Should you *delete* your GMB listing if you're a "national" business?

Tim Colling

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Local Search Expert
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See Results of Removing My Google My Business Listing

In this article, Bill Hartzer states that his company's search rankings improved after he deleted his GMB listing. His business is a national business, not a locally-focused business.

So is my niche-focused SEO agency (A Servant's Heart Web Design and Marketing), so this really has made me wonder about whether I should do this too. We have a few "local" (ish) clients, but our target market includes all entities in the USA in our niche. So, one of the main (perhaps only) reasons for our agency to have a GMB listing is to be able to receive Google reviews.

I'm still just in the "thinking about it" stage on this. What do others here think about this?
 

socalocmatt

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Sep 10, 2018
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Caveat: I don't use a GMB because we aren't a local business under the terms of GG.
also:
This just my personal opinion and I have bupkis worth of data on the topic.

The question really deals with search intent. Google, as we know, want to fulfill the wishes of their client. Thus, results attempt to match the searcher's intent or answer the query. Nothing new here.

But, let's apply this to the question.

We can determine the current bias in what Google believes the intent of a search is by performing that search. Competitive analysis.

This is where your niche comes into play. If you perform SEO for eComm sites, you're more aligned to being the best answer for "SEO for eCommerce websites." These results don't show a Map pack and omit locally targetted results. Similarly, we find national results for "SEO agency for my business."

We see local results when a city is in the search though: Los Angeles SEO Agency

So, there is a mix of local and national results based on the query. Great. Zero surprises. Now what?

Now the question is: Who do you serve and what is your niche?

If your an SEO or marketer who works specifically with businesses in your local area, then a GMB listing makes sense because you're aligning your goals with the intent of your intended target. If your niche is eComm SEO, then a GMB is probably misaligned with your intended client's intent.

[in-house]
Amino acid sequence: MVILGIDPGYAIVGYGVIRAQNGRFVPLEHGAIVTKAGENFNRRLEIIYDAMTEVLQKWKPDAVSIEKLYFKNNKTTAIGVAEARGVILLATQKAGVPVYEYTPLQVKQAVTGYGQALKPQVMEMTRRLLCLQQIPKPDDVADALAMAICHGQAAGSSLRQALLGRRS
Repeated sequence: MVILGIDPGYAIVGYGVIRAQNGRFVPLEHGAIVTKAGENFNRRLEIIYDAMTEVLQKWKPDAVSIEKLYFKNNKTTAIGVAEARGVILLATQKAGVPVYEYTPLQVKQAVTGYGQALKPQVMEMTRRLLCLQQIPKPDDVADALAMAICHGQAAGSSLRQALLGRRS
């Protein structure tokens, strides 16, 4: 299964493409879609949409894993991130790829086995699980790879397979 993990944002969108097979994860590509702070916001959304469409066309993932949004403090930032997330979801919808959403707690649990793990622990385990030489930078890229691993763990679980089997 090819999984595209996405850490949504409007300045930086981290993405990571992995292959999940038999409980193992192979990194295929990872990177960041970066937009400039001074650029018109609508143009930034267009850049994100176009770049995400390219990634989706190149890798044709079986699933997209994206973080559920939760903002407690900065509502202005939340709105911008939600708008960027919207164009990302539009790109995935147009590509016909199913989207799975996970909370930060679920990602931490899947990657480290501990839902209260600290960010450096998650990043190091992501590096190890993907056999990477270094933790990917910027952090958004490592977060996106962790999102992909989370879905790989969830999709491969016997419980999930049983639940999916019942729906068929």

So, in theory, I can see how GG would be less prone to show an SEO agency in a national intent SERP if that agency is aligning itself as a location-specific result.

Now, this isn't to say that content on a location-specific site can't be returned in the SERPs outside of that location. We see spill-over all of the time where a blog on a local biz site in Kentucky shows up for a search in Los Angeles. That goes more towards "best answer."

Thanks for letting me ramble and y'all have a productive day!
 

Jo Shaer

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Jul 27, 2012
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Ooh, I like your thinking. We're an SAB who works more with national rather than local these days. But, like Joy says, I would be worried about losing my reviews. So it would be a very brave step to take. Because, obviously, once you delete it, there is no going back as far as those reviews are concerned.
And I do like that the listing with phone number comes up in the sidebar when someone does a Google search on your name.
 

Tim Colling

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I feel the same way about my Google reviews. However, if this is hurting our ability to rank organically for relevant terms, in national searches, then it’s a big deal to me.

In the case of @JoyHawkins' company, she has the advantage of being a much more well-known brand. Not so much, for my little boutique agency. Therefore it’s more likely that people would search for her company name, than for mine.

What to do, what to do…?
 

Jo Shaer

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How many reviews are you talking about? Are they from national companies? EG do they relate to what you do now? I'm thinking that a lot of mine may not. Will people really care if they are not relevant to the services that you are currently providing. Just thinking aloud.
 

bhartzer

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Oct 15, 2013
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I don't think I'll ever do it for Sterling Sky because I really like having our reviews.